Monday, June 24, 2013

Explore Something New this Summer

Want to learn how to:
 use a camera
discover science
weave something
whip up a batch of cookies

Now you can - just check out an EXPLORE Bag at the library. The knitting EXPLORE bag has knitting needles, a book of instructions and yarn for your first project. The weaving bag contains a loom with enough loops to make something you can use. The cooking bag has a chef's toque you can decorate and keep for when you make picnic lunches... and EXPLORE Science is full of things you can do in your back yard. There's even a photography bag with a digital camera.

The EXPLORE bags were designed for children eight years old and older. But see those colorful backpacks? Those are for the pre-school to first-grade crowd. They are designed to help young children learn literacy skills, but are great for helping kindergarteners and first graders retain some of their reading and math skills over the summer.

BACKPACKS are full of books, puzzles, games and a "use-and-keep activity book". There's also a "parent's field guide" jam-packed with fingerplays and games to help young children learn more about reading and math. Each BACKPACK has its own theme. Kids can learn about:
the ocean
outer space
big trucks
bugs and birds...
and more!

There are 10 backpacks and each one is different.  Each activity book has mazes, dot-to-dots and a cut-out activity that helps develop small motor skills. There's enough variety to keep your little ones busy and connected with reading all summer long.

Monday, June 17, 2013

New to Our Shelves ~ Children's Nonfiction

 There's a whole slew of cool new nonfiction for kids. From Bats to Cowboys to Really Disgusting Things! Bats: Biggest! Littlest! offers a fun way to learn about these flying mammals. If you're outside watching fireflies this summer, you will probably see some bats, too.

Cowboy Up! is a mix of poetry, narrative, and lots of excellent photos of Navajo rodeo. Children rope and ride, too, though on a tamer, and smaller scale. The photos are so good you can almost taste the dust.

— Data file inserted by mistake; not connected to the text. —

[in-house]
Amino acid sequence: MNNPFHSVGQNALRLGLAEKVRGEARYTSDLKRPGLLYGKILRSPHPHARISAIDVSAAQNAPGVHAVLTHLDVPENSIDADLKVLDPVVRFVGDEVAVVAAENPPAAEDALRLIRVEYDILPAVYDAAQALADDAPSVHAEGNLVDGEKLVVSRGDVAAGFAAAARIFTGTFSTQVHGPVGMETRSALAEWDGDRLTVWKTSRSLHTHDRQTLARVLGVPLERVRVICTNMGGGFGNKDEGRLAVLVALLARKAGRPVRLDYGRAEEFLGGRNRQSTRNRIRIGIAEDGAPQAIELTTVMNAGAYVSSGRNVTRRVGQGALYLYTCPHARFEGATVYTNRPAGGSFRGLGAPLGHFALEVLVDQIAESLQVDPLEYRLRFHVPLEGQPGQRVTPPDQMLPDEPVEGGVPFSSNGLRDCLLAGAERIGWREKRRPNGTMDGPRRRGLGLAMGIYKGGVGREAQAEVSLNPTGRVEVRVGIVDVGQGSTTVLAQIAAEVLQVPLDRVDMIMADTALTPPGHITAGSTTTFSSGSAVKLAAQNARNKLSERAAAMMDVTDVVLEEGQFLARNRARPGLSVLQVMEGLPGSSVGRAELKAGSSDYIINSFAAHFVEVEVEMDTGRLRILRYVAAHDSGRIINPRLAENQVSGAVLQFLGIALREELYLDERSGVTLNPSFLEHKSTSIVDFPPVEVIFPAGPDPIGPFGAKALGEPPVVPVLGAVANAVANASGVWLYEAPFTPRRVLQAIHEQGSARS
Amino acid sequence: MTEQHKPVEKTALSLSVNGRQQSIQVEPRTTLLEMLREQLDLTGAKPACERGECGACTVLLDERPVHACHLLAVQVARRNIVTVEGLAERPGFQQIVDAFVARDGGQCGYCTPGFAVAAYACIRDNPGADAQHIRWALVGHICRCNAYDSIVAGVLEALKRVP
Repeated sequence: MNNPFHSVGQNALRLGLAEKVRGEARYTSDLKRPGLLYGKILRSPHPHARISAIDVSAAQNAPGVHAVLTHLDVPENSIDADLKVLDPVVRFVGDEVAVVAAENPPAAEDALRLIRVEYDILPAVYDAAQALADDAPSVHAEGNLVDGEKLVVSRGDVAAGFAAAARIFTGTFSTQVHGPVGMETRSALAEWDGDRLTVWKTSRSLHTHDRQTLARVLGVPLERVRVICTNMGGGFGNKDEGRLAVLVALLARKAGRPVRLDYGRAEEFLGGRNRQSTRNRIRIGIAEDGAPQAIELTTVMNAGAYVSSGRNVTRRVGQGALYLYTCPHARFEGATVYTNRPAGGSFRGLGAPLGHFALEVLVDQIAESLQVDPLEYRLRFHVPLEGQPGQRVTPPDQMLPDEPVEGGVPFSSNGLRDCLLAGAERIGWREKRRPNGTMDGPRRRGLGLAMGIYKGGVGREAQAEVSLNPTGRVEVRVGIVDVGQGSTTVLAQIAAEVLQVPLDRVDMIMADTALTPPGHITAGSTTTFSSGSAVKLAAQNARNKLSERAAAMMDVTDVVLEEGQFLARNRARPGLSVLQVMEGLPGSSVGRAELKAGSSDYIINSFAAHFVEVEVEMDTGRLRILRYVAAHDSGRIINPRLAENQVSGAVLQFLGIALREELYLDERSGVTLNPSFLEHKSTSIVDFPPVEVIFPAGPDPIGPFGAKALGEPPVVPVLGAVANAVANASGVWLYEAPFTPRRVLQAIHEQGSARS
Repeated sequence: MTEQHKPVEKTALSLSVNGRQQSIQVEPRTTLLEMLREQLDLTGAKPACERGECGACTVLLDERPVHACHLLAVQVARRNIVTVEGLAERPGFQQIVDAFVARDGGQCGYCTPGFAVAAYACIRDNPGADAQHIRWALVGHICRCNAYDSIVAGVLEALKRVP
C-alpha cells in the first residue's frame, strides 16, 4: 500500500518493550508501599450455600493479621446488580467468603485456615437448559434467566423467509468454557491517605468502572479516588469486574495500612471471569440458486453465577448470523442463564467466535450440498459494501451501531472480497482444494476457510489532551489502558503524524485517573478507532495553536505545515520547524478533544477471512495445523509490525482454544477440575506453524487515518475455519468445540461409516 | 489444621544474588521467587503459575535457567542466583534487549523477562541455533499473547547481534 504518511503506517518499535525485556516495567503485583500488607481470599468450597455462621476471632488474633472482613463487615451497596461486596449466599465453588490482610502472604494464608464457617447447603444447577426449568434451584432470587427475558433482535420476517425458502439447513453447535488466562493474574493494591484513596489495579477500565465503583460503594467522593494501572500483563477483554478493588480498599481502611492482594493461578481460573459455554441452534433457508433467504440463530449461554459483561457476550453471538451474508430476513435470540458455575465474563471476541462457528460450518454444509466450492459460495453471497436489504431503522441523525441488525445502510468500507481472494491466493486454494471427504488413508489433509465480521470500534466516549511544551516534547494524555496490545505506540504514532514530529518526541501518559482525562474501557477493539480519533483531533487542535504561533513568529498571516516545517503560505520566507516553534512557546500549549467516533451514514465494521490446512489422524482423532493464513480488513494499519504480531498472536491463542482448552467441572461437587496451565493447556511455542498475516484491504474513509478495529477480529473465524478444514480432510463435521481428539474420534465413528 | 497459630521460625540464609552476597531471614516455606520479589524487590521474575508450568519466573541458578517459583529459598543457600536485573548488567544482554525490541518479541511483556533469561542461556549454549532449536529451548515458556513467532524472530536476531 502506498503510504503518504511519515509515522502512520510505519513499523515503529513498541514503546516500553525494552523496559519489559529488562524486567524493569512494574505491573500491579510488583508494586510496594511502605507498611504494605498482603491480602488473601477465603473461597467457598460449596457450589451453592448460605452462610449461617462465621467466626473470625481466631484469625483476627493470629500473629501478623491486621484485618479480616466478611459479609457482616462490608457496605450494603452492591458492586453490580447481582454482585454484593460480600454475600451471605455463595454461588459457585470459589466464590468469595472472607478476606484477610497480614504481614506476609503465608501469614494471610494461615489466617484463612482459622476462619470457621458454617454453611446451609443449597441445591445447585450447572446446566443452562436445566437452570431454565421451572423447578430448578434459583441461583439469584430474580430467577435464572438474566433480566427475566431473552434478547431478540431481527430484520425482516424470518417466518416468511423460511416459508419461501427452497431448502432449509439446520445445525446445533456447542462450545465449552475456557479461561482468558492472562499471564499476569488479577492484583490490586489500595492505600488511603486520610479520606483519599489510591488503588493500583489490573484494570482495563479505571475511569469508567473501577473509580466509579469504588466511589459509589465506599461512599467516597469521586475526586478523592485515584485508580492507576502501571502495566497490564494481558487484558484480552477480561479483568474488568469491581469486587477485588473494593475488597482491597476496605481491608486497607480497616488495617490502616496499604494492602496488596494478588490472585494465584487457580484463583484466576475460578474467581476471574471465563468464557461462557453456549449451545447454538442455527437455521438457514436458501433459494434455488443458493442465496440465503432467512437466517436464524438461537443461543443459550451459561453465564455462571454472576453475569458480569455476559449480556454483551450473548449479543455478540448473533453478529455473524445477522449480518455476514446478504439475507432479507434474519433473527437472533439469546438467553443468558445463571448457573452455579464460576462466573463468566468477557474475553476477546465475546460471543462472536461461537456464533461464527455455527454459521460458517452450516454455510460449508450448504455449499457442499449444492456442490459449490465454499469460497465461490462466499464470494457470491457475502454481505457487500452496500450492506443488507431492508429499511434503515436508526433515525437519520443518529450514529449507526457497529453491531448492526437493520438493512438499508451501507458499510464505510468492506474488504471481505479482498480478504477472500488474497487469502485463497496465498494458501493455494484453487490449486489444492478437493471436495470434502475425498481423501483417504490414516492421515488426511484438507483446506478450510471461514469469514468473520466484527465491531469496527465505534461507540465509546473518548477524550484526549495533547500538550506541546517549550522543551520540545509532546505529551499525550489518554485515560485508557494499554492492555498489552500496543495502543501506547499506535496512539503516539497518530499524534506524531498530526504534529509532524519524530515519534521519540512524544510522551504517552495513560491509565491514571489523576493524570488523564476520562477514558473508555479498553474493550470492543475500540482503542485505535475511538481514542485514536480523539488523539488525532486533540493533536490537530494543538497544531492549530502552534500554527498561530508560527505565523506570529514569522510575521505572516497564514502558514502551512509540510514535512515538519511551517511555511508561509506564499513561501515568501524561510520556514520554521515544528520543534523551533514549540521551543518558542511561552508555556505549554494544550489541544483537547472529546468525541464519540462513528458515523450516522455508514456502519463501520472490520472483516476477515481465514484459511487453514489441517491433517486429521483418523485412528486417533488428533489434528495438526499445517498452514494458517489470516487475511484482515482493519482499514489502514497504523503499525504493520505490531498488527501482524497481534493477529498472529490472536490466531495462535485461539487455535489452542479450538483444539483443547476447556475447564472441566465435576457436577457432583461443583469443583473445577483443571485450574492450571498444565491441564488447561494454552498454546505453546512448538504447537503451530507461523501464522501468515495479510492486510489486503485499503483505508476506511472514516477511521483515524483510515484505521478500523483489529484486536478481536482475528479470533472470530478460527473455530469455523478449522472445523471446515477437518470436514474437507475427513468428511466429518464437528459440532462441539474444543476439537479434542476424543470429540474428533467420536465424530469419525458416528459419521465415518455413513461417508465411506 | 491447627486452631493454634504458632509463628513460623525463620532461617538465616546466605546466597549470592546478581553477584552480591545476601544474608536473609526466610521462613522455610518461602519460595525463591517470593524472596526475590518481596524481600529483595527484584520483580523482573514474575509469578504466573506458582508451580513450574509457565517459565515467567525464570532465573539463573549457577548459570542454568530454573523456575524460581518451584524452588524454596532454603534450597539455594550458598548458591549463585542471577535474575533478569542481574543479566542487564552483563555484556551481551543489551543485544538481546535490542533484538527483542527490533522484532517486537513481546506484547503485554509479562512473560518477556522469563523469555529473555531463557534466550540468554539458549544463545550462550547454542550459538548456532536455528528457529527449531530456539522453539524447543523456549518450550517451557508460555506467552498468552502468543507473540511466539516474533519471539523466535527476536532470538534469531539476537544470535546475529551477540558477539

The Mystery of Darwin's Frog tells about an unusual species where the daddy frog holds tadpoles in his vocal sac until they get their legs and are ready to see the world. It's written by a scientist who studied these frogs - and the illustrations are wonderful.

 If you've got a kid whose favorite phrase is "eeeww! That's Disgusting!" then we've got the perfect series for you. "That's Disgusting" is a series of books that feature Disgusting Animals, Disgusting Bugs, Disgusting Plants, Foods, Jobs, and Places. Books feature slimy animals, creepy crawlies that live in your bed, and other details that are simply too disgusting to talk about. BUT they are great to read about - especially for the 8 - 12 year old crowd. If you have a reluctant reader, one of these books might just be the ticket to get him - or her - reading. And maybe even going outside to check out disgusting things in your back yard.

In addition to books, we've got some EXPLORE bags for the 8 and older crowd. One contains a handlens - perfect for searching out disgusting bugs and plants.

Monday, June 10, 2013

New to our Shelves ~ Adult fiction & nonfiction

New* books are put on the shelves every week. Here's just a smattering of books that found a home in Candor Free Library in May.
(*they may not be new, but they are new to our library)

Helen MacInnes, the Queen of Spy writers, penned 21 novels - some of which have been turned into movies. Above Suspicion, originally published in 1941, has recently been reprinted. It's about a couple on their European vacation who "do a favor" for a friend and find themselves running to stay one step ahead of their enemies. There's also a new copy of Assignment in Brittany, about a British spy dropped into Brittany during the German occupation.

There's a whole crockpot full of new books about food - fiction and nonfiction. Here's a taste to whet your appetite:
Fix It and Forget It is a great book for busy people: parents who have to run multiple kids to multiple sports/dance/karate/music etc activities. Or folks who just want to toss stuff in to cook and spend a day out hiking or in the garden and come home to a tasty meal.
Better than Peanut Butter & Jelly is full of vegetarian recipes that kids will eat. You don't have to be vegetarian to use this book - it's great for people who are trying to cut grocery costs by substituting a non-meat meal each week. 
Then there are the books that feature food -  like Joanne Fluke's books. Who can resist carrot cake? Especially when it's served up with murder and recipe cards? If you gobble this book too quickly, don't worry; there are four more Fluke food mysteries on the shelf: Key Lime Pie Murder, Candy Cane Murder, Cherry Cheesecake Murder and Sugar and Spice
Those hungering for historical fiction may find The Last Witchfinder by  James Morrow a treat. Jennet Stearne's father hangs witches for a living - this is in 1600's England, so it's an acceptable occupation. But when she sees her aunt unjustly executed as a witch, Jennet makes it her life's mission to bring down the Parliamentary Witchcraft Act. A tale of adventure (pirates) and romance.